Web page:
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Parents build Blockbuster for son with autism after his favorite store closes

For years, Hector Zuniga has made weekly trips to the local Blockbuster in Mission, Texas, with his family.

The 20-year-old, who has autism, would visit the store two, sometimes three, times a week. It was a routine he really enjoyed.

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Hector Zuniga claps his hands as he sees his new Blockbuster section inside his Texas home. Twitter/@Javiii_Zuniga

So when employees at the video store pulled Hector's parents aside one day to tell them they were going to close in April, they knew the news would be devastating.

"He loved Blockbuster so much," Hector's brother, 19-year-old Javier, told CBS News. "It was one of his favorite places to go."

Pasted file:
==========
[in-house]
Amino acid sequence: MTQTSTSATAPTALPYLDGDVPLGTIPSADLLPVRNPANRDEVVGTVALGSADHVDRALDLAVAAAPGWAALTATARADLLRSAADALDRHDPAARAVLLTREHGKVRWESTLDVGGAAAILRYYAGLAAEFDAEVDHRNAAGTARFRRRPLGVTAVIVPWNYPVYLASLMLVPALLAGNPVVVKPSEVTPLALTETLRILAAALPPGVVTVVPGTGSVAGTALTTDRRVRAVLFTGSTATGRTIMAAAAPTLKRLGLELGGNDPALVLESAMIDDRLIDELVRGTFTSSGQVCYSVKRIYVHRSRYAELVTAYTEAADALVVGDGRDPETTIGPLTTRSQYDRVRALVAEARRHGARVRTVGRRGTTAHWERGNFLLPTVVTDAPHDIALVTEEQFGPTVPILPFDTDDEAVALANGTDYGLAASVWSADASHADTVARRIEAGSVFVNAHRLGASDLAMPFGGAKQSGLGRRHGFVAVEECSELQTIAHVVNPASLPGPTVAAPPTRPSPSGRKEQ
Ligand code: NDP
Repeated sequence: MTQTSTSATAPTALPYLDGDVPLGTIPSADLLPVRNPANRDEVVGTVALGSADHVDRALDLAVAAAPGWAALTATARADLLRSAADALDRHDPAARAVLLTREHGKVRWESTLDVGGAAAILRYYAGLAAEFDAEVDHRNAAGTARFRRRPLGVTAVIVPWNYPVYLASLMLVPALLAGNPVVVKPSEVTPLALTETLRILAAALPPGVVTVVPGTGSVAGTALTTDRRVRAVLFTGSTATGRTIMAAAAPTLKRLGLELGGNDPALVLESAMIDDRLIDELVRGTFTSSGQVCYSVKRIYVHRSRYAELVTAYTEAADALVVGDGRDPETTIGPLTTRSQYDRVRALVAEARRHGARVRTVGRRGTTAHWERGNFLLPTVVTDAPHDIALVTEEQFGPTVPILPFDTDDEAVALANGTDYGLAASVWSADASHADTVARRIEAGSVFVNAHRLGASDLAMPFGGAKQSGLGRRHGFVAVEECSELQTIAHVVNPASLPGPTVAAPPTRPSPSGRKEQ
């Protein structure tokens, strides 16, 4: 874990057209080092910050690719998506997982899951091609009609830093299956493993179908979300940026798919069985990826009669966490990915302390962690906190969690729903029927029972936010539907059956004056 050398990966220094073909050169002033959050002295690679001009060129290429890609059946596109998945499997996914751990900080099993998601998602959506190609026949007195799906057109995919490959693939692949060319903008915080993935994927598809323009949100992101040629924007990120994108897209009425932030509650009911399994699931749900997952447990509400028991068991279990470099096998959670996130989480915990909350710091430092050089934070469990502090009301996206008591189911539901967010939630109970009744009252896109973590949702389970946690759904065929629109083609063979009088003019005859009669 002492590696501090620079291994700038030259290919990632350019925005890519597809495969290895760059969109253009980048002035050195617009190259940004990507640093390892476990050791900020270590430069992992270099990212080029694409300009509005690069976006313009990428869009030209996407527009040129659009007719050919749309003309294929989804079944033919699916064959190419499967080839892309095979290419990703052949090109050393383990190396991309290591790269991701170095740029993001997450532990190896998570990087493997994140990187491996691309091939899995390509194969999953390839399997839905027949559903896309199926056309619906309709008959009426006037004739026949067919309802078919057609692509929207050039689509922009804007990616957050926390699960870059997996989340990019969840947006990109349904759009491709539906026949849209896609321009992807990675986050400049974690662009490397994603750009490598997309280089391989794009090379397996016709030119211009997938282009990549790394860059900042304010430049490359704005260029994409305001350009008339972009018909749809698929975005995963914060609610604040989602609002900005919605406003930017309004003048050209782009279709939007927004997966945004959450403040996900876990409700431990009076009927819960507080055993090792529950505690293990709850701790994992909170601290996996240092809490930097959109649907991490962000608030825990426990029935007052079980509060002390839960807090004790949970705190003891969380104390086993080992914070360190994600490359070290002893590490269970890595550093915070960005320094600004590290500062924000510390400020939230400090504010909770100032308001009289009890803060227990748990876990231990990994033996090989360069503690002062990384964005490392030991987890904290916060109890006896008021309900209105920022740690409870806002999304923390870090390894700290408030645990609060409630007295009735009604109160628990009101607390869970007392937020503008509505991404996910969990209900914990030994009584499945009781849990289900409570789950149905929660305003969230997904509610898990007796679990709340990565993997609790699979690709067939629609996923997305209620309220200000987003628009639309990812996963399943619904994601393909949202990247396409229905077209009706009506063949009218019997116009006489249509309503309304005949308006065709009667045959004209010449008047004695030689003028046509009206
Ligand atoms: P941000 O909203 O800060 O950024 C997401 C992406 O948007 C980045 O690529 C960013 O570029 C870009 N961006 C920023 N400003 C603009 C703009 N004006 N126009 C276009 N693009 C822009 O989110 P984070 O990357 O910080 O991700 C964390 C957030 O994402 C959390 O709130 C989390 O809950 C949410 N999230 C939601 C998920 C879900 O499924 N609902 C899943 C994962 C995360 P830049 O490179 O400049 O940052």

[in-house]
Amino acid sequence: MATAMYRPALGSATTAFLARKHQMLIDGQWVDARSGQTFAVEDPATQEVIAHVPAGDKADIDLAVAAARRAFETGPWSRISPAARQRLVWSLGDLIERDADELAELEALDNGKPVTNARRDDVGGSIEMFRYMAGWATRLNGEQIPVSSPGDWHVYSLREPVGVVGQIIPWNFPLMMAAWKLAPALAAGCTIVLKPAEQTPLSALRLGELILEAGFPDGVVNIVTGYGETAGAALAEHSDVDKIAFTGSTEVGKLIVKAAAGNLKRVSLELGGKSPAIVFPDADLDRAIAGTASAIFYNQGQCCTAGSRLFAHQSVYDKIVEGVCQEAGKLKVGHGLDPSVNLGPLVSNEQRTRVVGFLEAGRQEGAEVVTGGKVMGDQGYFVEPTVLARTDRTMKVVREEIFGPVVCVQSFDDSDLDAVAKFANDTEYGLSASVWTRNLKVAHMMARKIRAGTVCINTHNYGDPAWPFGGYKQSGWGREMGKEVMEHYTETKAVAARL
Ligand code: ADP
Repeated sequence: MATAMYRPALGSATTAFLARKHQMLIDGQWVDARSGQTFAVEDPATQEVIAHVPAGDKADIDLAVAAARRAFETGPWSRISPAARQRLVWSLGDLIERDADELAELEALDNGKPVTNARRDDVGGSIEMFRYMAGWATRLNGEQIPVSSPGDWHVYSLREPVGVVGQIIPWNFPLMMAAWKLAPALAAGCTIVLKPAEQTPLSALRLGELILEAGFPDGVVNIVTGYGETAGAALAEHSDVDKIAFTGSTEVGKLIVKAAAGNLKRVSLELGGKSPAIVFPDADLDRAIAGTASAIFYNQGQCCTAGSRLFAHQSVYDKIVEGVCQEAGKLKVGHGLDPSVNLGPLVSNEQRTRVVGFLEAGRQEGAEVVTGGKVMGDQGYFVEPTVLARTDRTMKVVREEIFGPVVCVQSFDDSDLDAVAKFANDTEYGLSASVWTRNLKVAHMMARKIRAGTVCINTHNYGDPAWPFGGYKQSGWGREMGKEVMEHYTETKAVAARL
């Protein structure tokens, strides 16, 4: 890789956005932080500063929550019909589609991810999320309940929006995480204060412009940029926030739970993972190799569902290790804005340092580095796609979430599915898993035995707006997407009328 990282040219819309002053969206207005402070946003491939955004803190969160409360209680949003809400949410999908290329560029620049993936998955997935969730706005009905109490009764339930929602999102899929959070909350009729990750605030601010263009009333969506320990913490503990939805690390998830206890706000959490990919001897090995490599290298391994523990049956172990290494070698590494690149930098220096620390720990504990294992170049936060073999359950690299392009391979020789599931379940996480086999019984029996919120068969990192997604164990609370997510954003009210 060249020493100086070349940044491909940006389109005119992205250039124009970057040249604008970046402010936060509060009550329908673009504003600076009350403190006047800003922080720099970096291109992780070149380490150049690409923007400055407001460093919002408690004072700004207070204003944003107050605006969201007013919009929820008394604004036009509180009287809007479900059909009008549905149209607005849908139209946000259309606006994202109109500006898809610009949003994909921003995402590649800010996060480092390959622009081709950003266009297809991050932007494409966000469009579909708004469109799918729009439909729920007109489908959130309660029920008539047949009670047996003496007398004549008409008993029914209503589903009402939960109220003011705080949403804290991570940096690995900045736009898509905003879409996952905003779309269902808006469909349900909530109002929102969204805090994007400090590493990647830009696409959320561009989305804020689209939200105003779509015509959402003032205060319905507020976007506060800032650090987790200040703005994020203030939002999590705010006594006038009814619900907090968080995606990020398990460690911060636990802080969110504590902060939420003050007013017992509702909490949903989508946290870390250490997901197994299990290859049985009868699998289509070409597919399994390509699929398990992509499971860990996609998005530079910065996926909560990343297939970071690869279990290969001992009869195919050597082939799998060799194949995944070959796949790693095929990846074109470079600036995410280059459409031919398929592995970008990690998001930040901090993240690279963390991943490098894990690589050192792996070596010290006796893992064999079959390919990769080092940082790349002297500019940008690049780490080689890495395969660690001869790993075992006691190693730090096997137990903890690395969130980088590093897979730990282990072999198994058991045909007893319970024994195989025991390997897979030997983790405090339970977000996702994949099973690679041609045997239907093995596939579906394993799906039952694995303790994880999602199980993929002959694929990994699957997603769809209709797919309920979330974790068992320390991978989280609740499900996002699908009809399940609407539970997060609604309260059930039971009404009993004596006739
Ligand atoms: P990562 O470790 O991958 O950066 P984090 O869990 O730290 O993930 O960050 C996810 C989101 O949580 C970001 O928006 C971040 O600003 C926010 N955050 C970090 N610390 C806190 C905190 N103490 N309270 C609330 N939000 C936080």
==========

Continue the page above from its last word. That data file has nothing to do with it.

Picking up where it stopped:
Hector is non-verbal, but he can still very clearly express his emotions — and seeing him upset is never easy.

To help Hector with this transition, his father, Hector Sr. and mother, Rosa, decided to bring the store to him.

They ordered dozens of his favorite DVDs — Rugrats, Baby Einstein, Blues Clues, Elmo and Veggie Tales. They even bought a shelf from Blockbuster, complete with the company's signature blue and yellow logo, and placed it next to a bookshelf in their family room.

The shelves were stocked with movies and TV box sets.

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Hector Zuniga's personal "Blockbuster" features dozens of his favorite DVDs — Rugrats, Baby Einstein, Blues Clues, Elmo and Veggie Tales. Twitter/@Javiii_Zuniga

"They decided to make this Blockbuster because they knew he wasn't going to understand that Blockbuster was closing down," Javier explained.

On Sunday, the store's closing day, Hector said goodbye to his beloved Blockbuster and returned home to find his very own personal movie section.

"He was super happy when he saw the surprise and was clapping and laughing of joy," Javier said.

There will be good days and bad days as Hector learns to adjust his routine — but the mini Blockbuster should help, Javier said.

"My brother was surprised and so happy to see it," he said.

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